US Olympic Gymnastics Team 2012: Strengths and Weaknesses of Each Female
The U.S. women's gymnastics team will be a betting favorite for gold at the 2012 London Olympics.
And now that the selection committee has handpicked its five Olympic gymnasts, we have an idea of how national team director Martha Karolyi plans to reach those lofty heights.
Without getting mired in a debate over who should or shouldn't have made this team, let's have a look at America's starting five and what each brings to the table.
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Strengths: High Bar, Vault, General Artistry, Acrobatics
When she's on, Gabby Douglas is the highest-scoring women's gymnast in America. She proved that at U.S. Trials with a thrilling victory over defending world all-around champ Jordyn Wieber.
Douglas is a gymnast in the Nastia Liukin mold—graceful, good lines—but with an added dimension of acrobatics. The height she gets on uneven bars is almost beyond belief.
Weaknesses: Beam, Consistency
Douglas doesn't have the big-pressure, big-meet experience of Wieber, and it can show.
Douglas held a lead heading into Day 2 of Visa Nationals before stumbling on beam and allowing Wieber to take command. She nearly suffered a similar letdown on that very same apparatus during Day 2 of U.S. Trials.
At Trials she managed a few nifty saves to score a commendable 14.850, perhaps showing her maturity in the process. But it won't be enough to convince everyone that her spotlight struggles are entirely behind her.
Douglas' scoring potential is huge, but she carries equal risk on her weaker apparatuses.
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Strengths: Consistency, Vault, Floor Exercise
Jordyn Weiber's greatest attribute is her ability to hit routine after routine without incident.
That stunning consistency carried her to a world all-around title last year and will make her a key cog in Team USA's gold-medal pursuit. You can't often pencil in scores during a team gymnastics competition, but Wieber inspires that kind of confidence.
That's not to say she doesn't have some high-scoring events, including vault and floor exercise.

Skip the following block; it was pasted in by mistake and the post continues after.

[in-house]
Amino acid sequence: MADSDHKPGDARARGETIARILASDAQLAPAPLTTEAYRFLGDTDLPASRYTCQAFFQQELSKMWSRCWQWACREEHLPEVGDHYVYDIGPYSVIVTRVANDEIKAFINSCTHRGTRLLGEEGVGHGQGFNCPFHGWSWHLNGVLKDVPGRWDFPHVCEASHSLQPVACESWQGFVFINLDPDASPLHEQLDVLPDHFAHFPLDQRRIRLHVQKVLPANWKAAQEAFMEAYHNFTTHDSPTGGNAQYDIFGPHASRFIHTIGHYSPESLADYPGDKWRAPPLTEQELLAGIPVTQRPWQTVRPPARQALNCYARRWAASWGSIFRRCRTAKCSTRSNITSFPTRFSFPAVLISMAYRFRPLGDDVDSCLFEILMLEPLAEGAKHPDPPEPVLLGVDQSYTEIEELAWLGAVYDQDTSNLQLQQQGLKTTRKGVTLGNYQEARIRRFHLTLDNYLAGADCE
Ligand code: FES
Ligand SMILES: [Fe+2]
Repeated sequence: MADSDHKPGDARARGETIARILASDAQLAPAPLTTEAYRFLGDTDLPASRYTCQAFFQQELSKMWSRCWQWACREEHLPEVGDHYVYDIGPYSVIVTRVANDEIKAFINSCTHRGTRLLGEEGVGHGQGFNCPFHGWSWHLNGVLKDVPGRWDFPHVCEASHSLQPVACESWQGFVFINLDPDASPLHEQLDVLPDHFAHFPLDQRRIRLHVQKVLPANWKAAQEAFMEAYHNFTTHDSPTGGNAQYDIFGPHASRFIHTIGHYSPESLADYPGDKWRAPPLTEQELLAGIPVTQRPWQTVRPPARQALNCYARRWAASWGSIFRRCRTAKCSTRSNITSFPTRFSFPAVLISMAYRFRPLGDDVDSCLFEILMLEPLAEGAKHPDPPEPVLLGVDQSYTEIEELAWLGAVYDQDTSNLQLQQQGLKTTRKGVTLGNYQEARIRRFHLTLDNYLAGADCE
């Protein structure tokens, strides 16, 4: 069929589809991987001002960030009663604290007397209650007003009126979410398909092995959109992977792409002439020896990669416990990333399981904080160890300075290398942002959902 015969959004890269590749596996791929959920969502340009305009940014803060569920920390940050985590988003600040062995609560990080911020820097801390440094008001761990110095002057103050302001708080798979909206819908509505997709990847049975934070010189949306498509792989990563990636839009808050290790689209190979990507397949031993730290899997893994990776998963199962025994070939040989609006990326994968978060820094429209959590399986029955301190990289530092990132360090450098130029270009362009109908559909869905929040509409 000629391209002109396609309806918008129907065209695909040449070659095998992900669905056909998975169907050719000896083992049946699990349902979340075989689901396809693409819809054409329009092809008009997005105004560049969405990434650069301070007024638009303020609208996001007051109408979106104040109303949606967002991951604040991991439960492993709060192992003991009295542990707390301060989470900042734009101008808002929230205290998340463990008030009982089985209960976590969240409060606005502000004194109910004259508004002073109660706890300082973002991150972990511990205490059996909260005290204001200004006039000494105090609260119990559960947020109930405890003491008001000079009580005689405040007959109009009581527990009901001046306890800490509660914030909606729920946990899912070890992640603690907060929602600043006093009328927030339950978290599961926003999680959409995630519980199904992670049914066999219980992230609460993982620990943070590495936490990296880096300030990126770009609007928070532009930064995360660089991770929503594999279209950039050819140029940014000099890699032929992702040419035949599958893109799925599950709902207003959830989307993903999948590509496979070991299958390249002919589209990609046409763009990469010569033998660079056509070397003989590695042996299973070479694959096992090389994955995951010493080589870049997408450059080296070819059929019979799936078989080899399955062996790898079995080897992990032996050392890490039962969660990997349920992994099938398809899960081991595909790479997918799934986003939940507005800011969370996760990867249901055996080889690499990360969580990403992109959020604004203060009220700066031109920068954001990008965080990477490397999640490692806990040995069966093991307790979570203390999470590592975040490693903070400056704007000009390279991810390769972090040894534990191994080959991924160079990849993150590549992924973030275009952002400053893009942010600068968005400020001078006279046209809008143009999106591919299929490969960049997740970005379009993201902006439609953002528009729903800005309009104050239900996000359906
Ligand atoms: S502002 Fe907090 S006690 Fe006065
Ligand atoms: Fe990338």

Weaknesses: Beam, Uneven Bars
Wieber's weaknesses aren't all that pronounced, but she does lack explosive potential on beam and uneven bars.
She's added some difficulty to her dismount on the latter and was able to notch consecutive 15.300 marks at Trials. Even though the bars don't usually favor stockier, more powerful gymnasts, Wieber has manged to find her strengths within it.
That's really the book on Wieber. She accentuates her best attributes in each apparatus and manages to avoid major catastrophe on her weaker events.
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Strengths: Versatility, Floor Exercise
Aly Raisman is the third-best all-around gymnast on Team USA and could be of use in any of three apparatuses: vault, beam and floor exercise.
With teams now limited to just five gymnasts, Raisman's ability to slot in almost anywhere makes her a key asset. At 18, she's also the de facto team leader of a squad that lacks big-meet experience.
Weaknesses: Uneven Bars, Max Scoring Potential
Raisman is a solid performer, but she isn't likely to deliver the meet-shifting marks her teammates Gabby Douglas, McKayla Maroney and even Jordyn Wieber can manage on certain apparatuses.
At U.S. Trials she didn't score above 15.6000 on any of her eight routines.
Then again, she topped 15.000 on five separate occasions.
That's Raisman in a nutshell. She won't wow you with 16s, but she's also a safe bet to contribute on multiple apparatuses.
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Strengths: Vault, Floor Exercise
McKayla Maroney made this team with one event in mind: the vault.
Maroney may be the best in the world on that apparatus, and the selection committee clearly coveted her monster scoring potential.
Maroney could also contribute on floor exercise, but that's not the reason why Martha Karolyi tabbed the seventh-best gymnast at Trials for her five-woman Olympic team.
Maroney is probably the most controversial pick of the five due to her limitations as a performer.
If Maroney only participates on vault—a rather likely scenario—that leaves four gymnasts to cover three spots in the three remaining events.
That's a big load to carry for Maroney's teammates. If she doesn't deliver on vault, they'll be plenty of folks wondering why Karolyi didn't select emerging all-around threat Elizabeth Price or Olympic veteran Alicia Sacramone.
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Strengths: Uneven Bars, Versatility
Kyla Ross is a strong all-around performer, but it's her ability on uneven bars that made her a must-keep for Martha Karolyi.
Ross can post scores north of 15.500 on that apparatus, which should allow Team USA to stay within earshot of the Russians in what is one of America's weaker events.
More versatile than the usual specialist, Ross can be called on for beam and floor exercise. She's no slouch on vault either, but America has more than enough firepower in that area.
Even by women's gymnastics standards, Ross is young.
She won't turn 16 until October and has never represented Team USA at a major international competition.
As the youngest member of an already young team, fans will have a close eye on Ross' nerves entering London.
She's shown maturity beyond her years so far, but the psychological equation can change in a hurry when Olympic pressure takes root.